“She showed me how the machine works, so I can use it next time,” I add, just for safe measures.
“Right, and we were talking about the Guild, and we had this idea…” Kaitlyn glances around. “Maybe we can all watch a movie together? Since Kaede set up the little theater in the library, and you guys keep telling me about all these films I haven’t seen…” she trails off, looking for a response.
Kaede’s eyes light up, his hands clapping together. “A movie!?” he squeaks.
Andrei turns to her with a smile. “You’re right, we haven’t seen a movie before, together at least. It’s been ages since I last saw one. That sounds like a nice idea.”
“Oh, I’d love to see a movie!” Caroline jumps in.
“I’m in,” Nik chimes with a grin.
Selene exhales slowly. “Oh, I suppose, for you.”
“A… movie? Eiga?” Hitomi whispers beside me.
“I don’t think I have seen a movie before. None of the tribes I visit in the Namib desert had electricity and the like. I would like to see a movie, whatever it is,” Gwen smiles.
“I want to watch,” Hitomi speaks up a little.
“Kaede will set up Japanese subtitles for you. Won’t you, Kaede?” Selene smiles sweetly, looking at him.
“Of course!” he grins back. “Easy peasy, when you’re a tech Guardian.”
“I honestly don’t know how you’ve survived this long…” Kaitlyn mutters under her breath.
“Kaede is like a cat, I swear he’s got nine lives,” Andrei responds quietly.
I find it difficult to hold back a laugh at that one. These guys, they’re pretty funny. They’re so light-hearted, considering all the things I’ve heard happened. How do they do that? I wish I could be light-hearted. I wish… I wish I had friends like them when I was their age…
Kaede leads us to the library once we’ve finished lunch. I’m impressed with the setup Kaede’s got down here. It completely stands out from the rest of the Guild I’ve seen so far. A drop-down screen descends from the ceiling in front of a cluster of sofas and chairs. As he works on setting up the specifics, I take a seat near the back, away from the crowd.
Andrei grabs a big armchair and beckons Kat to join him. I see her blush as she climbs into his lap. Caroline interrupts my thoughts as she holds a bundle of fuzzy blankets. “Anyone want one?” she asks.
“Who needs a blanket when you’ve got your own heater,” Andrei grins. Oh man… they are… they are too much.
I wave a hand when she looks at me. “I’m hot enough thanks.”
“Humph, that’s what they all say,” she smirks, raising an eyebrow. I gawk after her as she passes on to Gwen and Hitomi. What? Who’s they? W-what?
“So, did you have a movie in mind, or am I going to have to run through the list of classics and latest reels of the 21st century?” Kaede grins from the DVD player.
Kaitlyn grimaces and turns to Andrei. “Pick something for me, before he starts,” she whispers loudly.
“Hey!” Kaede pouts.
“Alright. How about… Time Traveler’s Wife?” he suggests.
“Ohh, come on. That’s a sappy love story!” Kaede complains boisterously.
“Not to mention we already watch that every day,” Selene scoffs, gesturing at the pair of them. She sits on one of the two-seaters with Nik taking up the other two-thirds of it.
“Kimi no Nawa?” Hitomi whispers softly. I doubt anyone hears her so I repeat it for her.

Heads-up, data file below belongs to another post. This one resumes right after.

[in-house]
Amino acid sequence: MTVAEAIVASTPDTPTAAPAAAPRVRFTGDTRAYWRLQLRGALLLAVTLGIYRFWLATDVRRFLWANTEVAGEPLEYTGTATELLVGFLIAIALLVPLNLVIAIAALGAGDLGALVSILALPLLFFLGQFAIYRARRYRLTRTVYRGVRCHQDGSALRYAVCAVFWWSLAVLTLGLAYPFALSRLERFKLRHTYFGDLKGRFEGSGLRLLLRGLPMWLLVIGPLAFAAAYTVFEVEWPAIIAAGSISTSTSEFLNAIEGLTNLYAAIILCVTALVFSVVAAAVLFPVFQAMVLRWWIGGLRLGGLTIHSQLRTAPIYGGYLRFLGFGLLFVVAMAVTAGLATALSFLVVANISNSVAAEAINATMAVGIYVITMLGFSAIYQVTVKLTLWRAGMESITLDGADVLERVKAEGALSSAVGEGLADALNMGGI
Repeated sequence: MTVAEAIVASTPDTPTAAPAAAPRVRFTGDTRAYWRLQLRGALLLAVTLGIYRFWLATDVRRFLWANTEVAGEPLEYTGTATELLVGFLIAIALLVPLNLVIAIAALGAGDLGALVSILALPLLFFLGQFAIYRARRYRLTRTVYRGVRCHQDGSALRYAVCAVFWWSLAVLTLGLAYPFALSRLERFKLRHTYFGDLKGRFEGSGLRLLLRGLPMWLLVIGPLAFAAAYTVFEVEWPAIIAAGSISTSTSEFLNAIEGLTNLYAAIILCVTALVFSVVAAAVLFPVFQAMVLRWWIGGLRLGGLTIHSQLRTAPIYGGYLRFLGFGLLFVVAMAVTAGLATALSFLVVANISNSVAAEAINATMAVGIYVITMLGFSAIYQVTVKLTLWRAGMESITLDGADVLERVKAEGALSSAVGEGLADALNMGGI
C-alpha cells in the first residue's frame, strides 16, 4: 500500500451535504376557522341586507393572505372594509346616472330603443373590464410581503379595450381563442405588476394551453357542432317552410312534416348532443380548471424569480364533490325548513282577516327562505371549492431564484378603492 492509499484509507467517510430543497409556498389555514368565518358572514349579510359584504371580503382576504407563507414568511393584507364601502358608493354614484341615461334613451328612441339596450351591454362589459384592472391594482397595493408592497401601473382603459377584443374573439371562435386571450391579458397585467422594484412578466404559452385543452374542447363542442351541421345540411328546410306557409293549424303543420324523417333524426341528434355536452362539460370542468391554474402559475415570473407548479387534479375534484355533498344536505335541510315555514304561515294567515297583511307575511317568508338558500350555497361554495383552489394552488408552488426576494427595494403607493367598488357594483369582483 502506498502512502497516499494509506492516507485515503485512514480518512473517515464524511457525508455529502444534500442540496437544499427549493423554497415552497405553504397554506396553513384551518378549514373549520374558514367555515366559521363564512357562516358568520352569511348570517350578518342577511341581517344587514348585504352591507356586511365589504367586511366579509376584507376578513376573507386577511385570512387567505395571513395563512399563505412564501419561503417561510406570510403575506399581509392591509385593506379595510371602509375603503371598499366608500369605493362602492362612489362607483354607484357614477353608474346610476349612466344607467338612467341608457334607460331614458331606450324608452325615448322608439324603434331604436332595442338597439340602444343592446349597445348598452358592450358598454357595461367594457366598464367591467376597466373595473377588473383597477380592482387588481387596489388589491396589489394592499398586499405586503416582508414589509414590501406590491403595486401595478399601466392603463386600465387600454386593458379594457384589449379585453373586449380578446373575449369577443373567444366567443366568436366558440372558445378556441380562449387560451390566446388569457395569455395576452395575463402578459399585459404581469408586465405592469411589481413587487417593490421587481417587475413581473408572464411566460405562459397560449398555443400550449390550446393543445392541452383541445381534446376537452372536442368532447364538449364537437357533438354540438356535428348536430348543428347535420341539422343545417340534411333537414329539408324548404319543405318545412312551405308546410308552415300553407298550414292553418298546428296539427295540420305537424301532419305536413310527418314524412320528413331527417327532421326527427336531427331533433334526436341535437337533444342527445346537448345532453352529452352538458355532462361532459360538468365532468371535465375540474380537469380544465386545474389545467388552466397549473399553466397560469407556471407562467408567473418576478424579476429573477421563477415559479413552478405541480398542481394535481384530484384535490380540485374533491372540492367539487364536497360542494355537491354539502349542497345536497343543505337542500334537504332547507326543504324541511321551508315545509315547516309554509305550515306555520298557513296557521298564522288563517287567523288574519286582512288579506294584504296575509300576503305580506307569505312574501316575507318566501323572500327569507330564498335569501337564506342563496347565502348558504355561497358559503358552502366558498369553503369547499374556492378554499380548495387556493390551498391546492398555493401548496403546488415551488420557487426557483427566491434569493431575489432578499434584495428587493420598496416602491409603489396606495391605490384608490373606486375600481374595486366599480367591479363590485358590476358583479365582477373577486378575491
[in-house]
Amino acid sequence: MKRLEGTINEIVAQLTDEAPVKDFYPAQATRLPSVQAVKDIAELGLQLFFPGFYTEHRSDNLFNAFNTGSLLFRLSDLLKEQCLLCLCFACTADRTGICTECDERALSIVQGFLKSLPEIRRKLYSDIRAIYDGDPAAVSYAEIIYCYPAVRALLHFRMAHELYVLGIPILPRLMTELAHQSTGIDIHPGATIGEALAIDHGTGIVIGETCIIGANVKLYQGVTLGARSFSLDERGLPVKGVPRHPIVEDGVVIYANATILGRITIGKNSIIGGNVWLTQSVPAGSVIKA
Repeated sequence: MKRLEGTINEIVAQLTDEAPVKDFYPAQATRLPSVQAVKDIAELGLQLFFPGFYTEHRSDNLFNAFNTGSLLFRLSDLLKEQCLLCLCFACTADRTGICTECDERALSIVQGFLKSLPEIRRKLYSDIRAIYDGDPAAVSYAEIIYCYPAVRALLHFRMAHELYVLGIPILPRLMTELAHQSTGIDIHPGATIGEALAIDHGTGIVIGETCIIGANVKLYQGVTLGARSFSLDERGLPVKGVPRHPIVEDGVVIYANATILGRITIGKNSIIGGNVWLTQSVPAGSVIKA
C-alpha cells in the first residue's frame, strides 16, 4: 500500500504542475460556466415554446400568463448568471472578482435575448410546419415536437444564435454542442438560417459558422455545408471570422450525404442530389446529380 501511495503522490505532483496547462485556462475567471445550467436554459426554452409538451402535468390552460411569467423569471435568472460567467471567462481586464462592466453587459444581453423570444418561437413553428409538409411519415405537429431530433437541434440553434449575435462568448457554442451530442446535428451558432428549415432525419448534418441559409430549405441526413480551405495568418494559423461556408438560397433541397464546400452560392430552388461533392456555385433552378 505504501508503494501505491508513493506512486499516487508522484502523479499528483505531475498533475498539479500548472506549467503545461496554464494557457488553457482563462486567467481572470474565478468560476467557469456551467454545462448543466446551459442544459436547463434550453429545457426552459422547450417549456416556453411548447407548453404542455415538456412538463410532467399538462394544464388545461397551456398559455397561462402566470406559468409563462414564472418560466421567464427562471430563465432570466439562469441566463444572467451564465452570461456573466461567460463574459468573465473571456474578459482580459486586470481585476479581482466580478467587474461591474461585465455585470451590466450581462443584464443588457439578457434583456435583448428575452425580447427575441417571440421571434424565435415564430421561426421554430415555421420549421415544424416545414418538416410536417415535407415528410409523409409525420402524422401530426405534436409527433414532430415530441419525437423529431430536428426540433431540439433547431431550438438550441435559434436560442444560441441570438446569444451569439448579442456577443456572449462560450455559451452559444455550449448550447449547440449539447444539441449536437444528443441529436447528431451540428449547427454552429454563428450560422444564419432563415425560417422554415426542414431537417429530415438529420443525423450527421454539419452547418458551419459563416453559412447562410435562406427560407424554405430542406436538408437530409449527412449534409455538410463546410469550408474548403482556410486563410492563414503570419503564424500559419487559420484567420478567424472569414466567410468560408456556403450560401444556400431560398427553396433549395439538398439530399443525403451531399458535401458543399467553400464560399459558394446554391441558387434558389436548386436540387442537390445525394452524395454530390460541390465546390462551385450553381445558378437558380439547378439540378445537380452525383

“Hitomi suggests Kimi no Nawa, whatever that is,” I say.
“Oh, that’s the new anime one, Your Name, about a shooting star and two high schoolers who switch bodies or something like that. I heard it was good,” Caroline adds.
“No, no, no. I got it. The perfect movie… hold on,” Kaede scrolls through a list on his phone, keeping us on the edge of our seats as he looks for the movie. When he finally stops he flips his phone around and juts it out toward us to see. “Mean Girls!” he shouts.
The library erupts in boos and sighs.
“How about one of those billion superhero movies going around?” Nik pipes up. “I think we can all kind of relate to those. Like X-Men, or… Deadpool,” he grins. “I think Kat would appreciate the fight scenes, at least.”
“Deadpool was pretty funny,” I admit, leaning toward that, though X-men, in my opinion, is just as good.
“You mean the Marvel stuff? Like Avengers?” Caroline asks. “But it’s so predictable,” she frowns.
“It’s hardly predictable when you haven’t seen it,” Kaede sighs.
“I’m pretty sure Deadpool isn’t predictable, especially to a girl like you,” Nik teases. “You’ll probably be mortified.”
“And what’s that supposed to mean?” Caroline puts a hand on her hip, glaring at Nik hard.
“It’s supposed to mean you’re a girl. Like a girly girl,” he shrugs with a smirk. “Can’t handle a little action.”
Her glare intensifies and I see Kaede watching Nik, shaking his hands as if to say ‘no, don’t go there, don’t go there.’
“I’ll have you know,” Caroline starts with an acid tone to her voice. “I am not a girly girl. Have you ever seen me in a skirt? Have you ever heard me talk about girly things? No. And if you-” she’s suddenly interrupted by Kaede, who’s quickly set up the player and pressed play at full volume, causing Hitomi to clap her hands to her ears.
“Oh, look at that, the movies about to start! Everyone, grab a seat! Popcorn?” he asks, pulling up an app on his phone.
Hands go up for nearly everyone, so I join in. Popcorn is always good with a movie. I watch as Caroline reluctantly takes a seat, eyes still glaring holes in Nik. That’s a touchy subject I guess.
“Come on, Caroline. I saved this seat for us. It’s got one of the best views. And Hitomi, don’t worry. I got the subtitles,” Kaede winks at her. She nods with a slight blush.
Looks like we’re watching Deadpool.
By Kayla West